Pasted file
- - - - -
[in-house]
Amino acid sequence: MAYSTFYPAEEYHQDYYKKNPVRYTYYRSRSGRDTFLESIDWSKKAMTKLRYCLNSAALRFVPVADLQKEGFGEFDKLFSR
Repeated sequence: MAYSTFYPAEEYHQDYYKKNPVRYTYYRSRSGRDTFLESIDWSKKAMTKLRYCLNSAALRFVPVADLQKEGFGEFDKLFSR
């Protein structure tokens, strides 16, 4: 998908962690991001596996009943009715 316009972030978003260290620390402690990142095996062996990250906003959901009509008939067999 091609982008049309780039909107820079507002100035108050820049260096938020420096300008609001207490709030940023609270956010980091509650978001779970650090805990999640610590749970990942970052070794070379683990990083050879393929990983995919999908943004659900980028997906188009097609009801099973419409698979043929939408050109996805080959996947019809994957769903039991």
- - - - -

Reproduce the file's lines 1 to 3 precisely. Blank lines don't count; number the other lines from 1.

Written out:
[in-house]
Amino acid sequence: MAYSTFYPAEEYHQDYYKKNPVRYTYYRSRSGRDTFLESIDWSKKAMTKLRYCLNSAALRFVPVADLQKEGFGEFDKLFSR
Repeated sequence: MAYSTFYPAEEYHQDYYKKNPVRYTYYRSRSGRDTFLESIDWSKKAMTKLRYCLNSAALRFVPVADLQKEGFGEFDKLFSR